discussed what may constitute an interest in real property by
stating that classifications for purposes of legislation may be
made with reference to similarity of situation, circumstances,
requirements, and convenience to best serve tbie public interest.
The test as to the validity of classification for proposed
legislation is good faith, not wisdom. Thus, the Court concluded
that the taxation of the leasehold interest in real property
owned by the state or one of its political subdivisions, was
proper in that it "applies similarly to all under like conditions."
326 So.2d at 430.

Similar reasons should be applied in the instant case.
Where an individual conveys real property to the state or one of
its agencies but retains a life estate, said individual should
be treated for ad valorem tax purposes as other taxpayers
similarly situated, in view of the fact that the lilt estate
holder enjoys the rights and privileges that are tantamount to-
full ownership. Thus, it is my opinion that a life estate, as
an interest in real property, is subject to ad valorem taxation
unless expressly exempt from taxation. AGO 054-63; 070-81. The
fact that the remainder interest in the real property held by the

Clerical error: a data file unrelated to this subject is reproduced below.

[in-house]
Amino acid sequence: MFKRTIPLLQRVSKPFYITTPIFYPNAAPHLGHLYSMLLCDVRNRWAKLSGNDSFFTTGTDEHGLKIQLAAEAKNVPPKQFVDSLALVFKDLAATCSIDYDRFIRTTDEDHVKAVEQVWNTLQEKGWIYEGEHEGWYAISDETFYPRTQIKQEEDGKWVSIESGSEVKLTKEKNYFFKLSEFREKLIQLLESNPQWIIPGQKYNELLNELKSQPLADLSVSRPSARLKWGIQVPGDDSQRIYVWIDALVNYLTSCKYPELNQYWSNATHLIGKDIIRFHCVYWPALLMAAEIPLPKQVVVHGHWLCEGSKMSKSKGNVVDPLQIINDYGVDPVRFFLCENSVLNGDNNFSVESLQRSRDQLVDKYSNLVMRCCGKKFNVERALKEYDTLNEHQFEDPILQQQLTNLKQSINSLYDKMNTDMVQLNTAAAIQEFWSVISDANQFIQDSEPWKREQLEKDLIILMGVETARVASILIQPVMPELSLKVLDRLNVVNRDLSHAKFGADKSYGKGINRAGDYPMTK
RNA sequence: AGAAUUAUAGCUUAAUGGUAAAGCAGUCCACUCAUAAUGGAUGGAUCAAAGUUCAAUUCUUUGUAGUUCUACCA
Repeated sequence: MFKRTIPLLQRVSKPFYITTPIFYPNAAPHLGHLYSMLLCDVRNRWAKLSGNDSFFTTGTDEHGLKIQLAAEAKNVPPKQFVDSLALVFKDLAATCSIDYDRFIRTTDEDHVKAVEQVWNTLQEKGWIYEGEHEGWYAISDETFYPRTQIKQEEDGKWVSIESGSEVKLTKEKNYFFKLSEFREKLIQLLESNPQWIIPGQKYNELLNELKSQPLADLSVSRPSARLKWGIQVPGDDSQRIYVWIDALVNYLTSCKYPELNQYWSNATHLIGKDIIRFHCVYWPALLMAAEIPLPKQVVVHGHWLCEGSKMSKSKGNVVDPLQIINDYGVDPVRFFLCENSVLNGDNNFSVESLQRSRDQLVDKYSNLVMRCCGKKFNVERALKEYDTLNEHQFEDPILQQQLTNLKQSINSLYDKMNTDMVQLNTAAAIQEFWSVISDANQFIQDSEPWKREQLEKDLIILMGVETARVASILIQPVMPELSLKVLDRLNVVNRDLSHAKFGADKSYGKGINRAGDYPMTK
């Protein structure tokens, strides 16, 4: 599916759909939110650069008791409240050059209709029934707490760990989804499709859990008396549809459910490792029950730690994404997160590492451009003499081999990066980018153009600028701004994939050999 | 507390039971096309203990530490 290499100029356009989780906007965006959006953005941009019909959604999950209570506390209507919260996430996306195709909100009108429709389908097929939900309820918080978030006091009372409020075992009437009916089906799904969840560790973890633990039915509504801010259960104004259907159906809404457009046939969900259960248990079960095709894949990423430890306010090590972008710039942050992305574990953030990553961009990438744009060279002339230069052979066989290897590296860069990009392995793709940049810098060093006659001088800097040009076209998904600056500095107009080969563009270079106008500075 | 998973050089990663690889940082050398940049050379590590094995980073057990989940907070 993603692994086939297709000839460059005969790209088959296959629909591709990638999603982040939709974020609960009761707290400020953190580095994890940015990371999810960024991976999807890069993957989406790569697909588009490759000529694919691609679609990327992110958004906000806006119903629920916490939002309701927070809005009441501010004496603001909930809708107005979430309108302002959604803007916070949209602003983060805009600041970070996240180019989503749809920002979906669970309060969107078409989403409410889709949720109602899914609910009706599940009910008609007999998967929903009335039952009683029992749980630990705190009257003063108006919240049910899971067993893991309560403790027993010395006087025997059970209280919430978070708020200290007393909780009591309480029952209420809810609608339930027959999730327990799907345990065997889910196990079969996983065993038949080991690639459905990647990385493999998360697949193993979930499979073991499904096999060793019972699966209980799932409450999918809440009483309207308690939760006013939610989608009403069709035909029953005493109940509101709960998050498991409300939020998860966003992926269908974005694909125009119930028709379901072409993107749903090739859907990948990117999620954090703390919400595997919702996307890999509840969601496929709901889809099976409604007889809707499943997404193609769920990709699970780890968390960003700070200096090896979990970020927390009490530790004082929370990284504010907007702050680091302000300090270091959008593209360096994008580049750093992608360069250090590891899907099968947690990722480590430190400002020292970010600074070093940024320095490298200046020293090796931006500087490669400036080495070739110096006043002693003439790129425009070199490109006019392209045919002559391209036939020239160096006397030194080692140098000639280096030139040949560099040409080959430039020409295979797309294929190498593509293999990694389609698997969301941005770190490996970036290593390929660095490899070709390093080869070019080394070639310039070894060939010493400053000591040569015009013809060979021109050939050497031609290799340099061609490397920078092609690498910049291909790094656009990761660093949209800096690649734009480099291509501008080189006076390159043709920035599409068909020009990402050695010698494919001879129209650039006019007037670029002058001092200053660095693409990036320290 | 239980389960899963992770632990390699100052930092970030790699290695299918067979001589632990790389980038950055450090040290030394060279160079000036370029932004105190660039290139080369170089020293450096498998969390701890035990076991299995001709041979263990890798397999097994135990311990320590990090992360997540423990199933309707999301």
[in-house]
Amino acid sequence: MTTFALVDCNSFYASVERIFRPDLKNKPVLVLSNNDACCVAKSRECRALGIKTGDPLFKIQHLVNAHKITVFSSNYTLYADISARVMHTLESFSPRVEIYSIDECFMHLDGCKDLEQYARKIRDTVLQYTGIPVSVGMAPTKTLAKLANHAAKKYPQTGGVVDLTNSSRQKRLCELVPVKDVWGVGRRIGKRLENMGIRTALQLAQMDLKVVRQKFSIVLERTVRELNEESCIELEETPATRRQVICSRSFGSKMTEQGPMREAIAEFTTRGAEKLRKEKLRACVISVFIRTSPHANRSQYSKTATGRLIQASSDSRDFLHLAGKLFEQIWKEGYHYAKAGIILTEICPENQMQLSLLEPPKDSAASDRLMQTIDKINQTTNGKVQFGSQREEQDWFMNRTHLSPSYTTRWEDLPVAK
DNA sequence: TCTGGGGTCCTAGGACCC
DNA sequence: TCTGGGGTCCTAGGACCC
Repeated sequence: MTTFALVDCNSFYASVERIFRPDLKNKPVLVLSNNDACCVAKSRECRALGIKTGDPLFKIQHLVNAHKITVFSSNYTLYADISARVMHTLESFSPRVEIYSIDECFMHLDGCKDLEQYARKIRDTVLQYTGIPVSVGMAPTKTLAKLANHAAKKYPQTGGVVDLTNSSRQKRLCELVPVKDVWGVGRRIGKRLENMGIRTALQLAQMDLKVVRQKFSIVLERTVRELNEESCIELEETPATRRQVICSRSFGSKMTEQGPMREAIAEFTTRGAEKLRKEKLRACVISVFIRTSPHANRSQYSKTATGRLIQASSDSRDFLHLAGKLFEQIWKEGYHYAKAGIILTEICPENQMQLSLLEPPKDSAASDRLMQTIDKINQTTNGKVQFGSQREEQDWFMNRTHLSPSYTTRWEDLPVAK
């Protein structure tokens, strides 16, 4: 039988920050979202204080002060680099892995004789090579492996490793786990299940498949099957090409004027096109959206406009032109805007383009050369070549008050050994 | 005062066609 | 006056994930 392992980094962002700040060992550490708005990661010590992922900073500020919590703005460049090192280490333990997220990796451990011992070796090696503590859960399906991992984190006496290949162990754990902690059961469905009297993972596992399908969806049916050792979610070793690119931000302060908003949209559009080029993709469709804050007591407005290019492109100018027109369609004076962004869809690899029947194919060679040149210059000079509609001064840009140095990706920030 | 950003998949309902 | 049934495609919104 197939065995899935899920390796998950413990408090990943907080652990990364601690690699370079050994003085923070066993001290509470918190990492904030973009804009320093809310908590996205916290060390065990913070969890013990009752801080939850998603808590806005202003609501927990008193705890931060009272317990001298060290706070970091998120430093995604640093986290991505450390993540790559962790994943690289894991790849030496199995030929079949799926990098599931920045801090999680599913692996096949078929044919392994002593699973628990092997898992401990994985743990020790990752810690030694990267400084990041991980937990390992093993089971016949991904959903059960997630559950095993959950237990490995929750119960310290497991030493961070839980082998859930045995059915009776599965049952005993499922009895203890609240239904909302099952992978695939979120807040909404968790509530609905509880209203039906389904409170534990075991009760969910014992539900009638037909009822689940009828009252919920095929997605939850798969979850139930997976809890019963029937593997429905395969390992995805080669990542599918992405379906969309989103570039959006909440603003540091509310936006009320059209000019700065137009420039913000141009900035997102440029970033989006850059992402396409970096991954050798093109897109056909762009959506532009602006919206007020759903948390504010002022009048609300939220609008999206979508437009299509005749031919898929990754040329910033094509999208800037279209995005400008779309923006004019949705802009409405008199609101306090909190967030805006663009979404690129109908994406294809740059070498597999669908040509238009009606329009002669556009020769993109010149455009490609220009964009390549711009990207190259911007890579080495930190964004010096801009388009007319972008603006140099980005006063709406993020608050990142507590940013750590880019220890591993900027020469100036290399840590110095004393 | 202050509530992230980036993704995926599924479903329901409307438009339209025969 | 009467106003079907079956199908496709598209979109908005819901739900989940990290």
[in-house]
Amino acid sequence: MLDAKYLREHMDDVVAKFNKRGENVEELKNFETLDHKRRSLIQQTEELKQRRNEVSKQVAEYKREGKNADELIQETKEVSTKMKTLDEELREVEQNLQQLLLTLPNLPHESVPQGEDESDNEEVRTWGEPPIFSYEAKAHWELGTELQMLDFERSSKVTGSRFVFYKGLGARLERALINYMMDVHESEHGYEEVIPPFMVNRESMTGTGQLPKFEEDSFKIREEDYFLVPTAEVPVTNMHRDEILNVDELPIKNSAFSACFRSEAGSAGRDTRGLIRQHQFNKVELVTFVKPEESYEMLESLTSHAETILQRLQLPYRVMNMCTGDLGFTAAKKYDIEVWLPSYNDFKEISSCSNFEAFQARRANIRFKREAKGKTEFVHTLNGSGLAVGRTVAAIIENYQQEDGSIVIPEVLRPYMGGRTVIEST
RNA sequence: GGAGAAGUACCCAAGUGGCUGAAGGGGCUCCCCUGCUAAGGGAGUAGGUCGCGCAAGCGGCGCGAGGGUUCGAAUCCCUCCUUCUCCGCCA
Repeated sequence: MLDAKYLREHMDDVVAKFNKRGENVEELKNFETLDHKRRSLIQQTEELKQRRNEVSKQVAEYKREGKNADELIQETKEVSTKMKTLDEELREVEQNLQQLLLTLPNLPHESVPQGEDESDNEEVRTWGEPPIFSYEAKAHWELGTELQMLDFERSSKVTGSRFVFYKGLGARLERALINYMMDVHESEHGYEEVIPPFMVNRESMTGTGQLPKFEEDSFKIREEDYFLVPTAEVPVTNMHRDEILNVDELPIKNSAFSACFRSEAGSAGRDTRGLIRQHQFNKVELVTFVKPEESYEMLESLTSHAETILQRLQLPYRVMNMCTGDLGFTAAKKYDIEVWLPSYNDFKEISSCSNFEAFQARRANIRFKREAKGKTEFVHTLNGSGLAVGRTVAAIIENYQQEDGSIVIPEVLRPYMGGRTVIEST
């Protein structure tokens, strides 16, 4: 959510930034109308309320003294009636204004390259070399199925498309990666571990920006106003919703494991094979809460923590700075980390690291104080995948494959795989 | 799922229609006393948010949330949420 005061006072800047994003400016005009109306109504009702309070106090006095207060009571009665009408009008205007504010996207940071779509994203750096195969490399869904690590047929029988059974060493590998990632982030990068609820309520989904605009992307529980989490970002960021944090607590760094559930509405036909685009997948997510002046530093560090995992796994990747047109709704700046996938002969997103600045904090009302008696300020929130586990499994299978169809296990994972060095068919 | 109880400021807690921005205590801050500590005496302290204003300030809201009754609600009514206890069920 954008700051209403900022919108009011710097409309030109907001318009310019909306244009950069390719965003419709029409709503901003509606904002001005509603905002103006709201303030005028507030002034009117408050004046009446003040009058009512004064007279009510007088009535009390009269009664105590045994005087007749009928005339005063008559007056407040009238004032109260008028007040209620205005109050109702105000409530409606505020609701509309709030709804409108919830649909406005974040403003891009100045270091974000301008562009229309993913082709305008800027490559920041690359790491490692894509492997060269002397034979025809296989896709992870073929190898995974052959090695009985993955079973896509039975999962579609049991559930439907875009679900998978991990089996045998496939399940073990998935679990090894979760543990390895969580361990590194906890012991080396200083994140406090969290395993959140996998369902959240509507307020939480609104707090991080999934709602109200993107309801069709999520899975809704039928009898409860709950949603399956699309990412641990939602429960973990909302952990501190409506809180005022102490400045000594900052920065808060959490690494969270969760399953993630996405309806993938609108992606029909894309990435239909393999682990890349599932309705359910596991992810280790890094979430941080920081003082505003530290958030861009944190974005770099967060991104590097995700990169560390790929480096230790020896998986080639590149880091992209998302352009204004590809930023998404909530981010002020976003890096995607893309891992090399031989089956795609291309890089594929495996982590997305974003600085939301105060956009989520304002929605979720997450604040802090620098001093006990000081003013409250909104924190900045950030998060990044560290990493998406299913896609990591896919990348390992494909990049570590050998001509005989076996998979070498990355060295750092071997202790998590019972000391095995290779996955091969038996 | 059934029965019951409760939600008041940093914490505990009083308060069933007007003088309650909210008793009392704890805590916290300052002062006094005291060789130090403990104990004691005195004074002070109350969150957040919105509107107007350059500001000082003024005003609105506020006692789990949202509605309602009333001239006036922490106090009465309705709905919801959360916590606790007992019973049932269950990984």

state or one of its agencies is immune from taxation is not
determinative of whether the life estate held by the grantor is
exempt or immune. Thus, where an individual conveys real property
to the state reserving a life estate, the interest must be
separately assessed. The value of the remainder interest in the
estate is immune from taxation, but the value of the life estate,
an interest in real property, is subject to ad valorem.taxation
unless the life tenant otherwise qualifies for an exemption using
his or her real property interest exclusively or predominantly
for educational, literary, scientific, religious, charitable, or
governmental purposes. Chapter 196, F.S. (1975).

This is an informal opinion which has been prepared by
the legal staff of the Department of Legal Affairs and should
not be considered a formal Attorney General's opinion. Likewise,








Mr. Overton G. Ganong
Page Seven



this informal opinion does not in any way attempt to answer
the question of establishing the valuationof the life estate.

Sincerely,


Attorney General


RLS:JCM;dm